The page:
So, what can you say or do when your child comes home from school and complains

    about his or her teacher?

     

    The most important thing to remember is the vast majority of teachers are caring, dedicated, and well trained. Each has his or her own style, and kids need to learn how

    to adapt. Just as kids benefit from teachers who are very warm and patient, they also can

    learn from some who are more business-like and demanding. Kids can even gain valuable

    life lessons from a caring teacher who is a bit cranky and cantankerous.

     

    If your child is having trouble adjusting to his or her teacher, here are some easy-to-learn Love and Logic tips to effectively deal with the situation:

     

    Tip 1: Listen and empathize if your child complains about a teacher.

    When a child says something like, “My teacher is mean. I hate her,” what he or she needs most is a loving ear, not lectures, threats, or someone to “fix” the problem.  Wise parents respond by asking, “You really don’t like her? That must be tough. If any kid is smart enough to find a way to get along with her, it would be you. ” Be sure to let the child know how much you love him or her, and be willing to listen to any concerns.

     

    Tip 2: Resist the urge to talk badly about your child’s teacher or school.

    Regardless of how much we might disagree with our child’s teacher or school, it is

    imperative to send our kids the following message: “Teachers are to be respected and

    listened to. You may not always agree with what they say or do, but it is NEVER acceptable for you to be disrespectful or disobedient toward them.”  Parents who make the mistake of saying negative comments about teachers in front of their children are setting their kids up for academic failure. When parents encourage children to learn how to positively deal with difficult teachers and stressful situations, their kids learn how to overcome challenges and solve their own problems. In other words, we rob our kids of an important learning opportunity if we allow them to blame teachers for their problems.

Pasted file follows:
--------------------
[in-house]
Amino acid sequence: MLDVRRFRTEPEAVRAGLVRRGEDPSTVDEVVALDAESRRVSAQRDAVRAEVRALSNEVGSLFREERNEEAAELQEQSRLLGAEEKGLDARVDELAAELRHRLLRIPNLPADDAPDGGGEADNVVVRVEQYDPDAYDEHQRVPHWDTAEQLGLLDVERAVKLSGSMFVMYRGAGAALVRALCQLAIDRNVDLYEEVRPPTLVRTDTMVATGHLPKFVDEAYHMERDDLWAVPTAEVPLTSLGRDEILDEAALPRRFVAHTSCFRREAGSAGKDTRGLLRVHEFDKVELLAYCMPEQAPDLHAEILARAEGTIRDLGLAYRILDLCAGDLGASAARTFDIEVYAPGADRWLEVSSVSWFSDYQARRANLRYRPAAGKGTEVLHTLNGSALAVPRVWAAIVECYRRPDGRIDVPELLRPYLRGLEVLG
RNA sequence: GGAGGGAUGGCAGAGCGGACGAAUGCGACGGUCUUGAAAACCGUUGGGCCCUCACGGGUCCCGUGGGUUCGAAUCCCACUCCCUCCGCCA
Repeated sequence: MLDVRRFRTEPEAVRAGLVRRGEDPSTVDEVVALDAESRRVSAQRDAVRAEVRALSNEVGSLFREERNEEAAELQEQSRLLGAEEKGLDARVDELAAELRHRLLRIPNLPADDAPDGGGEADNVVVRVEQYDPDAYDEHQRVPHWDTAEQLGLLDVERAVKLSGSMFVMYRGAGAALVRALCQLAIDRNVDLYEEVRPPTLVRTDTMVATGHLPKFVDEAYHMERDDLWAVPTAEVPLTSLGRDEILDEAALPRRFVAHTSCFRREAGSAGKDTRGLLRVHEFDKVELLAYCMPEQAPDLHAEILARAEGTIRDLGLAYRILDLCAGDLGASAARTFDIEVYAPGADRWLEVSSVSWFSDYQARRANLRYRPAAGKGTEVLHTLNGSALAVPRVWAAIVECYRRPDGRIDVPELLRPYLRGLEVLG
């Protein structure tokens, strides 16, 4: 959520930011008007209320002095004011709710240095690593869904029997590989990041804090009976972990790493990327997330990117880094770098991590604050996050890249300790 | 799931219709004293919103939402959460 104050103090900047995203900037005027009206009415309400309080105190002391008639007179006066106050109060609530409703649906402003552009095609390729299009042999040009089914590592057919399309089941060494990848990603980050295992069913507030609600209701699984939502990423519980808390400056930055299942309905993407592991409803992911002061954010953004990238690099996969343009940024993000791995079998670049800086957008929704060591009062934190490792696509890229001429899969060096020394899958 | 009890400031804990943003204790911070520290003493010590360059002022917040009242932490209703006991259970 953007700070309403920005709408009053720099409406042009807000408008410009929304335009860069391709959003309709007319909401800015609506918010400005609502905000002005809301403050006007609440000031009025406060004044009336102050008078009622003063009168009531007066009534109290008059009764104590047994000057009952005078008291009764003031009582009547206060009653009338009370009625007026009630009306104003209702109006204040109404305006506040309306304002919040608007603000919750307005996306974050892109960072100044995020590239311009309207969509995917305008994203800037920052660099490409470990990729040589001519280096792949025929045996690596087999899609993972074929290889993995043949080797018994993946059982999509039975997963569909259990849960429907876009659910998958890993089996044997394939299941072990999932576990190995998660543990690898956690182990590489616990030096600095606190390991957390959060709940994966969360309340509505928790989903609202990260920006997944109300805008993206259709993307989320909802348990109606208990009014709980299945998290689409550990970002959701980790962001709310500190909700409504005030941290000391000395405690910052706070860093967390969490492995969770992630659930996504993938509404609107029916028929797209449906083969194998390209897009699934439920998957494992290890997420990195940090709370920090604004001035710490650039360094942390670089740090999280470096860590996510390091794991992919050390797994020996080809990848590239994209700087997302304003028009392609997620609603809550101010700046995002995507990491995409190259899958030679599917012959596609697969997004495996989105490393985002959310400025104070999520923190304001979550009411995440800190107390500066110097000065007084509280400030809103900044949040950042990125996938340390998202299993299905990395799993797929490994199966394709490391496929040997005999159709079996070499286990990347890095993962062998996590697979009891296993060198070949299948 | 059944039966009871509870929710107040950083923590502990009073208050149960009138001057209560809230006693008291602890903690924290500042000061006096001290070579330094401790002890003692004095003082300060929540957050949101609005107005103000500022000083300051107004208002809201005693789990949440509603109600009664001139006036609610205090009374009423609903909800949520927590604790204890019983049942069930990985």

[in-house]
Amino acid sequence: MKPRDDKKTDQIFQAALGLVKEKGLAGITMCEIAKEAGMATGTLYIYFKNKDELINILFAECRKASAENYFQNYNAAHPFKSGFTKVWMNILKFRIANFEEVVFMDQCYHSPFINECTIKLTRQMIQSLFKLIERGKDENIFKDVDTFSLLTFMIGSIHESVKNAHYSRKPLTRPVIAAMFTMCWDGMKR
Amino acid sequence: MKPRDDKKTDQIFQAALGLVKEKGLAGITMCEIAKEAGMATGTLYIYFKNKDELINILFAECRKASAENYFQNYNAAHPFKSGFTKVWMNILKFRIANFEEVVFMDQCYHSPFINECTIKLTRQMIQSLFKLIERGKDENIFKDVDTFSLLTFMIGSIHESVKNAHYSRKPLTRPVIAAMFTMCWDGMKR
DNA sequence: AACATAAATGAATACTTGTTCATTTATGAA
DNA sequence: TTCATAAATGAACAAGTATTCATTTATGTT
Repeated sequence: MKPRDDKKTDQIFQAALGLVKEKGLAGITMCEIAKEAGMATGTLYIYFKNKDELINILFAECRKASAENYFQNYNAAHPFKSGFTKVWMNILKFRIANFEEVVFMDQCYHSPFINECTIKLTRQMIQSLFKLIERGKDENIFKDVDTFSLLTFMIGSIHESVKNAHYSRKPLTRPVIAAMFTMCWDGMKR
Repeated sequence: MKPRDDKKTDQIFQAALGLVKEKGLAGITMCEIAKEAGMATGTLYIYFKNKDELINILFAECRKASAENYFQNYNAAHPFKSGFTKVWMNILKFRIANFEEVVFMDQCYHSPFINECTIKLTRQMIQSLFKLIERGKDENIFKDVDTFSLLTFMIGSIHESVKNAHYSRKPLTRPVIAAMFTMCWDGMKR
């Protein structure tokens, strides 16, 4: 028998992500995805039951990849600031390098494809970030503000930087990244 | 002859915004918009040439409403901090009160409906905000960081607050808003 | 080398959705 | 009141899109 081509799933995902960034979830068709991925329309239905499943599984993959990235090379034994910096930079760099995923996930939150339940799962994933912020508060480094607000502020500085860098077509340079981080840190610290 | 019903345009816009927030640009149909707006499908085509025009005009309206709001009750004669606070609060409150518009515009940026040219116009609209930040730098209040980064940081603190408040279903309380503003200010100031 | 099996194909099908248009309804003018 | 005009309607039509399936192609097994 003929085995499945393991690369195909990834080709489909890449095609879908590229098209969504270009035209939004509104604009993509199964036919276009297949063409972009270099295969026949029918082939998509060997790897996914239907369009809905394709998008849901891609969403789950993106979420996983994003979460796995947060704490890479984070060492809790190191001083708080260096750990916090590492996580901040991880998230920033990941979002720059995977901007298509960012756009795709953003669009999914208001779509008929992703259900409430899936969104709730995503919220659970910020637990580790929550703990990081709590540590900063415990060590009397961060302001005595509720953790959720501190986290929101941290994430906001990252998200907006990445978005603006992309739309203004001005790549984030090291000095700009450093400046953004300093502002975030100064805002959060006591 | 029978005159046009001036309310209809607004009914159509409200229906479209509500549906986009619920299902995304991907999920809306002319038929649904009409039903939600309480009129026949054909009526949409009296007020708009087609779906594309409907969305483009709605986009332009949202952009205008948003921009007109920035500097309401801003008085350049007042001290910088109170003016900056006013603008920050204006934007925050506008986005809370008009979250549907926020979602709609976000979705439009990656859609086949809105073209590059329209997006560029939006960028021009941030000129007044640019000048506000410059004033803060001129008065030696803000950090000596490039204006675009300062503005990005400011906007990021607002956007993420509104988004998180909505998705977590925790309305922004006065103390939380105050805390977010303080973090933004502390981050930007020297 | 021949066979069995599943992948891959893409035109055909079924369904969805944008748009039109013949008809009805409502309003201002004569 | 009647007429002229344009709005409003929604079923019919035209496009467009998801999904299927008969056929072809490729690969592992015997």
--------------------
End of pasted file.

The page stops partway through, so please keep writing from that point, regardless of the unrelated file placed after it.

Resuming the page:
Tip 3: Help your child understand that having a tough teacher is a good thing.

    Smart parents ask their kids, “Why is it good that you have a tough teacher this year?”

    When their children shrug their shoulders and answer, “I don’t know,” these parents respond by saying, “You’re going to have a chance to learn you can be successful with even the most difficult people. That’s one of the most useful skills in life!”

     

    Tip 4: Remember: By teaching children to get along with a demanding teacher, we

    also are teaching them how to succeed with a demanding boss.

    Research has shown employees get along with even the most demanding bosses

    when they:

    • Get to work just a bit early every day

     

    • Show up with a smile and a positive attitude

     

    • Listen and follow directions

     

    • Work a bit harder than expected

     

    • Get along well with other employees and customers

     

    Kids who learn these skills at home and at school succeed with the most difficult teachers, get better grades, and eventually rise to the top of their chosen occupation.

     

    Tip 5: Get involved only as a last resort.

    Wise parents intervene on behalf of their children only when it is clear the teacher is so

    incompetent or negative that even the best behaved and most responsible student would

    find it impossible to adapt. Fortunately, these types of educators are rare.  When we follow these tips, we give our kids the gift of knowing they can succeed around all different types of people. Unfortunately, some parents steal this wonderful opportunity by trying to make sure their children’s teachers are “perfect.” Sadly, as adults, many of these children spend their lives being unhappy because other people are “mean” or “unfair.” Don’t fall into this trap! Use these Love and Logic tips, and give your kids the responsibility and self-confidence they deserve.

     

    # # #

    Dr. Charles Fay is a nationally known speaker, parent, and school psychologist with the Love and Logic Institute in Golden, Colo. His book, Love and Logic Magic: When Kids Leave You Speechless, provides a host of helpful tips for teaching values, as well as handling other perplexing parenting issues. For more information about Love and Logic parenting and

    teaching techniques, call 1-800-LUV-LOGIC or visit www.loveandlogic.com

     
Last Modified on April 23, 2020